Hi guys! (back after a while)

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Hi guys! (back after a while)

Post by Fl0urite on Fri Mar 06, 2015 7:42 pm
([msg=87048]see Hi guys! (back after a while)[/msg])

So I haven't been on this forum for a LONG while, but I can guarantee you guys I have improved quite a bit.

I made an encrypted true P2P chat client that is near NSA proof.

I have it here on github: http://github.com/FreakControl/CryptoChat (forks are greatly appreciated.)

I will be releasing all sorts of new programs and maybe a few worms for you guys to play around with :geek:
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Re: Hi guys! (back after a while)

Post by WallShadow on Fri Mar 06, 2015 11:57 pm
([msg=87051]see Re: Hi guys! (back after a while)[/msg])

A full crypto chat client implementation!? In Python?! And only 150 lines?!?!
Someone knows how to get my attention :3

I'll be taking a look at this tomorrow, but right off the bat, i'll say that we are already far past having to "securly" share our keys. In short, it's not secure. A better idea would be using a key exchange protocol of some sort to share the key (look into diffie-hellman key exchange).
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Re: Hi guys! (back after a while)

Post by limdis on Sat Mar 07, 2015 12:09 pm
([msg=87055]see Re: Hi guys! (back after a while)[/msg])

oh snap this is hot :geek:

Will also be reviewing this
"The quieter you become, the more you are able to hear..."
"Drink all the booze, hack all the things."
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Re: Hi guys! (back after a while)

Post by WallShadow on Sun Mar 08, 2015 3:37 pm
([msg=87077]see Re: Hi guys! (back after a while)[/msg])

Alright, damage report time.

No authentication at all, so when talking to someone, you have no idea whether you are talking to your true partner or the NSA.

Lack of authentication also opens you up to all manners of active attacks and the weaknesses of the CBC encryption scheme, such as malleability in the IV. In short, an active attacker can wait until you send your /leave message and then send any 1-16 byte data piece he wants. including a file upload. Note: this is doable with any know plaintext, just easier with a /leave message because it never changes.

No verification of the file download. You really need to trust your peer, because they can upload any file they want, and with a modified client, they can easily overwrite your "~/.bashrc" or something similar. Combined with the previous exploit, an attacker can null any file (or perhaps write a few bytes to it) he wants on your system as long as the path is fairly short.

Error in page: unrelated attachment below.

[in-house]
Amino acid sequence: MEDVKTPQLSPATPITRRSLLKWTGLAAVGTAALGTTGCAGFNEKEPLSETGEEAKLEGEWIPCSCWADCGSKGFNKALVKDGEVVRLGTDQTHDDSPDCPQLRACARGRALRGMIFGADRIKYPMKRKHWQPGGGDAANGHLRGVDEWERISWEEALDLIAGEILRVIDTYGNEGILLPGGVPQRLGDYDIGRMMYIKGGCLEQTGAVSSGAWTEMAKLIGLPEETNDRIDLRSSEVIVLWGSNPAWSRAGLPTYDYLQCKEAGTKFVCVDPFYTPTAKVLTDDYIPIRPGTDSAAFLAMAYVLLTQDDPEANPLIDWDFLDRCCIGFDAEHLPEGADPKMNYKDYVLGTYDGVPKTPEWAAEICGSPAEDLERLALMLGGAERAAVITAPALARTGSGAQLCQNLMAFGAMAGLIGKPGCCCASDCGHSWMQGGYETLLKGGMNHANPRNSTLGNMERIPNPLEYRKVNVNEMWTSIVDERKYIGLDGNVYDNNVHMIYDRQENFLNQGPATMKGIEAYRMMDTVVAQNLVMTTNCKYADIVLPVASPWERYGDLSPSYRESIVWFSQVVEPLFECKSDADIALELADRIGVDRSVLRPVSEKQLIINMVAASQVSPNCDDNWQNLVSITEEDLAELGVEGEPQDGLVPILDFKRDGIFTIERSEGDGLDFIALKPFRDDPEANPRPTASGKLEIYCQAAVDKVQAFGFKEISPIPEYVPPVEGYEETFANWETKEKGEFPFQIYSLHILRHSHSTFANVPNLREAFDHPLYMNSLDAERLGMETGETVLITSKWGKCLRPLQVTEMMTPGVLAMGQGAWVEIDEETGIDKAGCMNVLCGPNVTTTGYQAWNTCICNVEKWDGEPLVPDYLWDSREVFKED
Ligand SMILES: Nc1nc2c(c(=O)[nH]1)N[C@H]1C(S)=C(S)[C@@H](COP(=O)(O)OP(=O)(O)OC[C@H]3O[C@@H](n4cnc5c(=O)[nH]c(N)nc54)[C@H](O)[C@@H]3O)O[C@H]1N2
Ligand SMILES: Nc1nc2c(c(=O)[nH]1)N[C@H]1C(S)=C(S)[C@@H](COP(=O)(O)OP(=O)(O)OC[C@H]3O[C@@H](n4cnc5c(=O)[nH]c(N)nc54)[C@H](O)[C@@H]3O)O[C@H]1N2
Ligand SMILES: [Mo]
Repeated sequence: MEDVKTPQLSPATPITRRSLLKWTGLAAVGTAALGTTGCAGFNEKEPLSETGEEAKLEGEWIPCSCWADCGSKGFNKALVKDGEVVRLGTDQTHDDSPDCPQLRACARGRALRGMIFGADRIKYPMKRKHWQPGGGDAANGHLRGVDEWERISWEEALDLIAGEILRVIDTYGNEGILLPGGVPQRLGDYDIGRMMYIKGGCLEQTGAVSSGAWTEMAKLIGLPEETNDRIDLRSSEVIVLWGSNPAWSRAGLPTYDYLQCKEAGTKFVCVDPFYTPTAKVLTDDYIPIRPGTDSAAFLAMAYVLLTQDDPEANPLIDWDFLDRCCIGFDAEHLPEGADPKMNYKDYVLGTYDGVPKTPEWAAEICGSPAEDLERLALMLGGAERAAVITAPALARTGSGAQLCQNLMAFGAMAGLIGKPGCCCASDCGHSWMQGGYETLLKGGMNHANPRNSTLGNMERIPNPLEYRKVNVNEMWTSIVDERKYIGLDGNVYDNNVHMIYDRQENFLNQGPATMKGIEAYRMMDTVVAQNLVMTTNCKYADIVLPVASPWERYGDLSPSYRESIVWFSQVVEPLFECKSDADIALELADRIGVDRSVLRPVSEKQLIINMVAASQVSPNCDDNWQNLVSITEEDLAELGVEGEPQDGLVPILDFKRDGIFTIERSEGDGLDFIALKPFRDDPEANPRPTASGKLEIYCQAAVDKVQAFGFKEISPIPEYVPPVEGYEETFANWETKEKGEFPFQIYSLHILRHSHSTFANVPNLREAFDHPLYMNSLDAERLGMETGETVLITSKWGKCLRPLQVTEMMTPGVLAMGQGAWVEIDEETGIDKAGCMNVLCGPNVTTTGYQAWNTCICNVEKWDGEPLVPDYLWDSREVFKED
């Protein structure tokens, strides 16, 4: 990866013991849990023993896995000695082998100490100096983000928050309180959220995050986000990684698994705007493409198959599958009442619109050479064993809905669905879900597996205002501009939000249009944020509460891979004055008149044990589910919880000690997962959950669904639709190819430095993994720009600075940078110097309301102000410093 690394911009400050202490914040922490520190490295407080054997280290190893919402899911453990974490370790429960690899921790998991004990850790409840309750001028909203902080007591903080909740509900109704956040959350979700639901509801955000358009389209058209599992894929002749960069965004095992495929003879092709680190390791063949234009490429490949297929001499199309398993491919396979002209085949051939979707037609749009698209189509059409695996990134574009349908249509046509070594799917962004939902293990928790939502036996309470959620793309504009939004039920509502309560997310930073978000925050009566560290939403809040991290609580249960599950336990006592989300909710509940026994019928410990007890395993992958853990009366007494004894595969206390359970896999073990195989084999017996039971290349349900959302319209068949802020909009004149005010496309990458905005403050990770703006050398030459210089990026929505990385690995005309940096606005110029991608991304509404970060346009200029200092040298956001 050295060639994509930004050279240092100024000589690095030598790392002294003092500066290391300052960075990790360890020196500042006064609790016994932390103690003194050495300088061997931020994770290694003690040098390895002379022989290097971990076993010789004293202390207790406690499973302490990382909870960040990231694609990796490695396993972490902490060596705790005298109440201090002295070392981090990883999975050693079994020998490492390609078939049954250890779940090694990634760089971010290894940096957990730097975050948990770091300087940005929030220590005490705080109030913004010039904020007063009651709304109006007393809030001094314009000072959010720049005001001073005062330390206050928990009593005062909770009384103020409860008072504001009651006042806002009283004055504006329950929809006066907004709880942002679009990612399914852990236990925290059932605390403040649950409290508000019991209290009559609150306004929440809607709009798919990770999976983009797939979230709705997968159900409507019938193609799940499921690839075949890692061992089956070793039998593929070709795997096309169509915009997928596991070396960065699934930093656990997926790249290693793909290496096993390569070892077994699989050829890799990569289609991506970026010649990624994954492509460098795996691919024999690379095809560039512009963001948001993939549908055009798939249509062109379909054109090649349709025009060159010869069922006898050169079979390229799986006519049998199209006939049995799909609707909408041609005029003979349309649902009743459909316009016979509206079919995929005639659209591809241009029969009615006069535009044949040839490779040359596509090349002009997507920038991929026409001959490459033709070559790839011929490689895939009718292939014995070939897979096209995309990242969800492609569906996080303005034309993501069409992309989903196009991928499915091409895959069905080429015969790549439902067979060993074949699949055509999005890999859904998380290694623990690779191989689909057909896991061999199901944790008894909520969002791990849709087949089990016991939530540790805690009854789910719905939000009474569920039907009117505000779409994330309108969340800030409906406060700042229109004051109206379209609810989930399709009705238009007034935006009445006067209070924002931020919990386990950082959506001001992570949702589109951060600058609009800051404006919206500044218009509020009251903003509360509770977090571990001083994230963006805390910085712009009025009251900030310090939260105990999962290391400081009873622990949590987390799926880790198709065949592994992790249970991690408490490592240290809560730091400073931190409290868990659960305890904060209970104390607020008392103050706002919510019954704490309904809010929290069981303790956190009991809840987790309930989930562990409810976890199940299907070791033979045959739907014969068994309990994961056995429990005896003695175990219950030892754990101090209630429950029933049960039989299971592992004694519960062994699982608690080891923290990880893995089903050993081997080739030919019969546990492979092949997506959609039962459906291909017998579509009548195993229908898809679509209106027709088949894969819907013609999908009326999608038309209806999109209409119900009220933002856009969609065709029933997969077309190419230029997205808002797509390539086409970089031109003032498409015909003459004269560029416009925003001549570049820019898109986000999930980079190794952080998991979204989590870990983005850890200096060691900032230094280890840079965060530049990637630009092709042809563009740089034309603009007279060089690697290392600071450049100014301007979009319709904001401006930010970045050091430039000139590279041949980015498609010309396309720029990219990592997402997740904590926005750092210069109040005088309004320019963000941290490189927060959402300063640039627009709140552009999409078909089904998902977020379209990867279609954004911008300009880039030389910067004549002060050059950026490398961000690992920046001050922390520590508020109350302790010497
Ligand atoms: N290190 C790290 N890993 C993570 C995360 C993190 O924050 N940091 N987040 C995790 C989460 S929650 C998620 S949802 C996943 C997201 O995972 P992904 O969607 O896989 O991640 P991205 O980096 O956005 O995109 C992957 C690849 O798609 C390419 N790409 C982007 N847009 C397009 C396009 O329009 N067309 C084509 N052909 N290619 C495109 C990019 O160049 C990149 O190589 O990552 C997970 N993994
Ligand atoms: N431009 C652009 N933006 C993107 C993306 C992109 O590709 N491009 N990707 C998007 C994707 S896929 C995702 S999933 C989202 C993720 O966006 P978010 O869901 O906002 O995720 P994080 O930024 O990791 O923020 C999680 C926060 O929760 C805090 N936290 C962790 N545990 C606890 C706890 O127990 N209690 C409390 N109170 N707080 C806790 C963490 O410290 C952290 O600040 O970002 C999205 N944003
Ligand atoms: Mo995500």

No random key mode, only user supplied keys. No salt on it either. This means that i can capture just a bit of traffic from your conversation and run a trivial dictionary attack on your key and recover it.

The xor encryption serves essentially no purpose. AES-CBC is secure enough, you don't need any silly xor cipher that doesn't even add any protection to it.

The base64 encoding is useless, you're just adding more overhead everywhere. Seriously.

And lastly, to make this NSA proof, you shouldn't have to communicate a key to your partner. As I said before, use key exchange algos.

<3
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Re: Hi guys! (back after a while)

Post by Fl0urite on Tue Mar 10, 2015 4:22 pm
([msg=87132]see Re: Hi guys! (back after a while)[/msg])

WallShadow wrote:Alright, damage report time.

No authentication at all, so when talking to someone, you have no idea whether you are talking to your true partner or the NSA.

Lack of authentication also opens you up to all manners of active attacks and the weaknesses of the CBC encryption scheme, such as malleability in the IV. In short, an active attacker can wait until you send your /leave message and then send any 1-16 byte data piece he wants. including a file upload. Note: this is doable with any know plaintext, just easier with a /leave message because it never changes.

No verification of the file download. You really need to trust your peer, because they can upload any file they want, and with a modified client, they can easily overwrite your "~/.bashrc" or something similar. Combined with the previous exploit, an attacker can null any file (or perhaps write a few bytes to it) he wants on your system as long as the path is fairly short.

No random key mode, only user supplied keys. No salt on it either. This means that i can capture just a bit of traffic from your conversation and run a trivial dictionary attack on your key and recover it.

The xor encryption serves essentially no purpose. AES-CBC is secure enough, you don't need any silly xor cipher that doesn't even add any protection to it.

The base64 encoding is useless, you're just adding more overhead everywhere. Seriously.

And lastly, to make this NSA proof, you shouldn't have to communicate a key to your partner. As I said before, use key exchange algos.

<3

Thank you so much for your feedback, any idea on how I could implement a key exchange algo? I was thinking SSL but SSL isn't even considered secure anymore. I was thinking of adding RC4 encryption as well.

I put it in base64 as a minor bit of obfuscation to the traffic, not for extra security.

I will update it to make it more secure, adding some filters for filenames.
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Re: Hi guys! (back after a while)

Post by WallShadow on Tue Mar 10, 2015 10:24 pm
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look into diffie-hellman key exchange.
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